The number of people adopting a dog has almost doubled since the same period last year, according to new figures from the Pets4Homes website. But this rise in demand has also seen a surge in puppy prices.
The average price for dogs is an astonishing 104% higher compared to the same period last year, with the cost of buying a dog reaching almost £1,900 on average.
Inflated puppy prices
The price goes up even more for certain breeds, while puppies often sell for more than £3,000. Cocker Spaniels, Jack Russell Terriers, Cockapoos, Labs and Cavapoos are now as much as 174% more expensive.
Demand for pets saw a significant rise after lockdown began towards the end of March, which saw breeders promptly put up their prices. But animal welfare charities are warning potential dog owners that these high prices could lead to puppy farming, smuggling and even dog theft. As buyers compete for the same puppy, many have been sending money before they've even seen the dog, leaving them vulnerable to scammers.
There is also concern that as lockdown continues to ease and people return to work, these dogs will be left alone.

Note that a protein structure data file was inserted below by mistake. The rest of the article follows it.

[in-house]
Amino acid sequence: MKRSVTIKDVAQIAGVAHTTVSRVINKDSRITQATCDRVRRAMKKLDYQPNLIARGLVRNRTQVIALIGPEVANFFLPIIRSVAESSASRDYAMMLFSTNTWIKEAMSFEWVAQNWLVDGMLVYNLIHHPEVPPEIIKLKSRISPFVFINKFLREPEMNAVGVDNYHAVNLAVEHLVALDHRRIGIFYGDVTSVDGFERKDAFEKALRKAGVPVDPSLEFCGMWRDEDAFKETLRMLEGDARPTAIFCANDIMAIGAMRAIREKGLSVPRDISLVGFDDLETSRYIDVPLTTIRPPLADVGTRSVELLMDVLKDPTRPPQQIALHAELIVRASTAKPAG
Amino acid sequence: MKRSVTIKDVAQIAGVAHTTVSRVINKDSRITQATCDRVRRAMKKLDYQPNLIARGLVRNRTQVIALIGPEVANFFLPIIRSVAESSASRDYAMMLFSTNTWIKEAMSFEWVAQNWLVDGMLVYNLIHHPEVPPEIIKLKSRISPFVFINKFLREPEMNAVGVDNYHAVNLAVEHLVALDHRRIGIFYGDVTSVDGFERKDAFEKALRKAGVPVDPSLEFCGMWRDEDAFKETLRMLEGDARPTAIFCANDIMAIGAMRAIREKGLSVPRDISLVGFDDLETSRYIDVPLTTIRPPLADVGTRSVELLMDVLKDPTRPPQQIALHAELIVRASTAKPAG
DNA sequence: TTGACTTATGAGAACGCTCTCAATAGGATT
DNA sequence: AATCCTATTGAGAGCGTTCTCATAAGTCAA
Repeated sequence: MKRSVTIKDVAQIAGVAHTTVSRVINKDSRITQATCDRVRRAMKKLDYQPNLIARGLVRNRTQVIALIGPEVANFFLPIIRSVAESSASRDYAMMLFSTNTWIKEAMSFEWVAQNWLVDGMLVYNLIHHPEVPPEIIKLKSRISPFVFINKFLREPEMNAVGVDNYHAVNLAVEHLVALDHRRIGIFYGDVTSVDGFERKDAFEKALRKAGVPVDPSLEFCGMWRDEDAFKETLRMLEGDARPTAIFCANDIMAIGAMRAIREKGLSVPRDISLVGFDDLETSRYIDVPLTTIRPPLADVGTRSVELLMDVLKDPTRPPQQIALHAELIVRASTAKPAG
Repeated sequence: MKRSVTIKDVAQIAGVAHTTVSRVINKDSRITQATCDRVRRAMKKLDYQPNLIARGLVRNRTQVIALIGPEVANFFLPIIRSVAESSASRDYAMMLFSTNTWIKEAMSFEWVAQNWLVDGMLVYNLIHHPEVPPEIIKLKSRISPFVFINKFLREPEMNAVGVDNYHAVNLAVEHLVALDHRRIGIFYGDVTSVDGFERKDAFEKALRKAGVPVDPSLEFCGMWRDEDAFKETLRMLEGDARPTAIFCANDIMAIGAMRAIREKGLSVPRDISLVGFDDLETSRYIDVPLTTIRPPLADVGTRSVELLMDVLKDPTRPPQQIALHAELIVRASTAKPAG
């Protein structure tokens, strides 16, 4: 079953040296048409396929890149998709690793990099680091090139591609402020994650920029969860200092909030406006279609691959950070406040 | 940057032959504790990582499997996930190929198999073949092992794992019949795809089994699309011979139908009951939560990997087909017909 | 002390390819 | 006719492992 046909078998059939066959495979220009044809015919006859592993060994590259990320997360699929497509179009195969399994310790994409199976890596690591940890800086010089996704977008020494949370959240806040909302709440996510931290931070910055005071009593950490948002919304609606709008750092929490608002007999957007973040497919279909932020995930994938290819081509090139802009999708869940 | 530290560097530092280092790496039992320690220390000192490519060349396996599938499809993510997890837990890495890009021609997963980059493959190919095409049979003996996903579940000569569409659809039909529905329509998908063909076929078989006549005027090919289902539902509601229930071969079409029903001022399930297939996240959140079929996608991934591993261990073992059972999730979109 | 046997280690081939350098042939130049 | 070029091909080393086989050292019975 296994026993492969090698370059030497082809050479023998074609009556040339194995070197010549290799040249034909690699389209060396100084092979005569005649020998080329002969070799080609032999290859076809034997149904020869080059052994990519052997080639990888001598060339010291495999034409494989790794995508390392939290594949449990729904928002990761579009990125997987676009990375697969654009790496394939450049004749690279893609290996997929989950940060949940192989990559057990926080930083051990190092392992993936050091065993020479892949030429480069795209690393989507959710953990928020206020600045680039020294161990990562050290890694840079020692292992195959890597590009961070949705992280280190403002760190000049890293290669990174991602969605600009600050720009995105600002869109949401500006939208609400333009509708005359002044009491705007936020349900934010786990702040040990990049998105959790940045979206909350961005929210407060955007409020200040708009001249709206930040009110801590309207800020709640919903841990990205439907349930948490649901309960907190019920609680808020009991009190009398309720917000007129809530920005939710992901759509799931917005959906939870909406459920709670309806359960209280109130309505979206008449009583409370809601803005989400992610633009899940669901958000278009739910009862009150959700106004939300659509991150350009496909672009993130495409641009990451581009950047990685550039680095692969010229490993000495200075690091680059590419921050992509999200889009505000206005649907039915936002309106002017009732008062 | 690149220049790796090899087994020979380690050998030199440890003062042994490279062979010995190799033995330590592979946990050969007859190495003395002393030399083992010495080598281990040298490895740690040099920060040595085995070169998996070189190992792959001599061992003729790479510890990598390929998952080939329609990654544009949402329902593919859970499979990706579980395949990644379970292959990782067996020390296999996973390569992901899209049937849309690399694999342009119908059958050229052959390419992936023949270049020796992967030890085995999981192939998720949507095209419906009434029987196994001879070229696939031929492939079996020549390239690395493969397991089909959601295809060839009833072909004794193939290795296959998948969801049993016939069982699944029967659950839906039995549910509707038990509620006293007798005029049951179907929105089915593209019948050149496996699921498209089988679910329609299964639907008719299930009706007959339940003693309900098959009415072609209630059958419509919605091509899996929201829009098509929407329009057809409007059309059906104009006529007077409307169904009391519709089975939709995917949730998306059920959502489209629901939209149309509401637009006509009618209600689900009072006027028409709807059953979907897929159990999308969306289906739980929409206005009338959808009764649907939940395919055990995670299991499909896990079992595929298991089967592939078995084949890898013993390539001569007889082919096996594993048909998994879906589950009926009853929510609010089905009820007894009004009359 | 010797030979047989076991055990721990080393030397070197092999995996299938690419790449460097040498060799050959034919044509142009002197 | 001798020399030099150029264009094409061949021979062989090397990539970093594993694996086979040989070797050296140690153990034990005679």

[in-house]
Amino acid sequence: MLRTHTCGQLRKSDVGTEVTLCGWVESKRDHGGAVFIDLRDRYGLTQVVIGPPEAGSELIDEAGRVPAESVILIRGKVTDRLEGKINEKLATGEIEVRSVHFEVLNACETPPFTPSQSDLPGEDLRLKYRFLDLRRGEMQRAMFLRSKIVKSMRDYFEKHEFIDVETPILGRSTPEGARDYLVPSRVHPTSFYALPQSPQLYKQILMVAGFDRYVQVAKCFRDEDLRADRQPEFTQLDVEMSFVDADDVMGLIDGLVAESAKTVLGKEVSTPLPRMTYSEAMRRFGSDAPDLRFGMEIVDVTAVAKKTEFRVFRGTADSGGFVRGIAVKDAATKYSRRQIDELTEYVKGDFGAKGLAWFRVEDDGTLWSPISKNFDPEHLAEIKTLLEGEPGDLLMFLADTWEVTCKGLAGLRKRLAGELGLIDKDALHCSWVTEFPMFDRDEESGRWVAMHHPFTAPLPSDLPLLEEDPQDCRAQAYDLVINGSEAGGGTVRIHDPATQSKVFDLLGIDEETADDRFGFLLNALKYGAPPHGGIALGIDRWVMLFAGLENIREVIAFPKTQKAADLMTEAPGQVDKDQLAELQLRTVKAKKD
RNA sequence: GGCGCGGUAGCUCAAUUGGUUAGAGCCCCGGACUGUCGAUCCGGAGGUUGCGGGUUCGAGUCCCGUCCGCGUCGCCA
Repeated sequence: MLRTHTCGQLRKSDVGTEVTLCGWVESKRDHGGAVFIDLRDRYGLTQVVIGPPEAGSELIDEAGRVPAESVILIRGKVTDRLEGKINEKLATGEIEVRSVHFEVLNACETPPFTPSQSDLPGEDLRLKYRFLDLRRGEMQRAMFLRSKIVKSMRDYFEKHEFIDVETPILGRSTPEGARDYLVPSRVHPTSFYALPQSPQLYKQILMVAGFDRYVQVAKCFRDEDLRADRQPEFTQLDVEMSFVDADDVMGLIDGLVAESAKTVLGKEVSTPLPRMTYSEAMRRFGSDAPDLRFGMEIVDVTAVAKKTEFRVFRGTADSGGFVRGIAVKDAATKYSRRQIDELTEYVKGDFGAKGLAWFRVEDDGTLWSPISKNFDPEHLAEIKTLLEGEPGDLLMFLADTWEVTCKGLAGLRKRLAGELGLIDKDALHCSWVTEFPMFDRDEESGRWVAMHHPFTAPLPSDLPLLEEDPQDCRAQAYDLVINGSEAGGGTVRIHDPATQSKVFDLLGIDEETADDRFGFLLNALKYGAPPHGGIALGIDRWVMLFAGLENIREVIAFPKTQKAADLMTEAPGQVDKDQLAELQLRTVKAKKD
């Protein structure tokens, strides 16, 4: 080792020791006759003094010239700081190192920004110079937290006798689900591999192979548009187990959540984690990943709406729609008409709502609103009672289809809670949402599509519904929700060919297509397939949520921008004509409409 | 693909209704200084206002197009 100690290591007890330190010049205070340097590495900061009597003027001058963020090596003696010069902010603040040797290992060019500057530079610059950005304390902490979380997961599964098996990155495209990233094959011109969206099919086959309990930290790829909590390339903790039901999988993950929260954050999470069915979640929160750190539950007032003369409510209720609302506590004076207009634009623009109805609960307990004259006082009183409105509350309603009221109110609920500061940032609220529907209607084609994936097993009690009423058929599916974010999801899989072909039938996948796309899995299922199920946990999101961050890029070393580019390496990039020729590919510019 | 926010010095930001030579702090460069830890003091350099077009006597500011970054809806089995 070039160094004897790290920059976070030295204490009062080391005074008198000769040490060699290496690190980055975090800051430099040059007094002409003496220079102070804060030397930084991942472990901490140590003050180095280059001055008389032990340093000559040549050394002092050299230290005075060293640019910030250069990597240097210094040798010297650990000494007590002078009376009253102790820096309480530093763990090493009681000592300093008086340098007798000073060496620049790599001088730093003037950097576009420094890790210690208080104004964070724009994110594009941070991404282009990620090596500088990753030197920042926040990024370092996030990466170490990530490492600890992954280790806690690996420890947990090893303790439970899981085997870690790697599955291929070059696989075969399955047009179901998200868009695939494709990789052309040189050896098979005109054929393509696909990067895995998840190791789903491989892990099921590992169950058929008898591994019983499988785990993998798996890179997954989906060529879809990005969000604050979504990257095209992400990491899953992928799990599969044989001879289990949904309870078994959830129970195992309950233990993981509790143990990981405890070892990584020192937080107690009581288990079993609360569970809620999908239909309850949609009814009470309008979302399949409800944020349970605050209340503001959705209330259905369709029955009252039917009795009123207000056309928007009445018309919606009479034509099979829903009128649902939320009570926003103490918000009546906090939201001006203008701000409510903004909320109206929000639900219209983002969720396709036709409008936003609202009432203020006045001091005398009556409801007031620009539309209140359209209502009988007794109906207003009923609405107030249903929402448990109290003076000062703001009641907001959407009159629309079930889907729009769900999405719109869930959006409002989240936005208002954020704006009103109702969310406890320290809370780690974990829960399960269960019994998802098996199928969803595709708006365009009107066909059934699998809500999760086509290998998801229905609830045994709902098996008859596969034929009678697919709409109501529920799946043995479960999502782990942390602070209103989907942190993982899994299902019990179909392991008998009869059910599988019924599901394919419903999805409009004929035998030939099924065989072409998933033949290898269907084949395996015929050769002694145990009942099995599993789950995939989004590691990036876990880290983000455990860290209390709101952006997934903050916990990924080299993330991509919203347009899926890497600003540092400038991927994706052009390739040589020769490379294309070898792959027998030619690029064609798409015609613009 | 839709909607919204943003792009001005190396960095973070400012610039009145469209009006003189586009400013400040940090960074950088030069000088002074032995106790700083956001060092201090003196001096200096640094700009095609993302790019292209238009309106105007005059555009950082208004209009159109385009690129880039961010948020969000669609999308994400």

Avoid being 'dogfished'
Some dogs advertised for sale are not what they seem, which the Dogs Trust is referring to as 'dogfishing'. To avoid being a victim of dogfishing, the Dogs Trust recommends:
- Always see the puppy and their mother together at their home before you pay a deposit. Make sure you visit more than once, even if you have to do it via a video call.
- Don't be afraid to ask lots of questions and ask to see all the vital paperwork such as the puppy contract which gives background information about the parents, health, breed and diet.
- If you have any doubts walk away and report the seller to Trading Standards.
Time will tell whether the cost of buying a dog returns to pre-lockdown prices.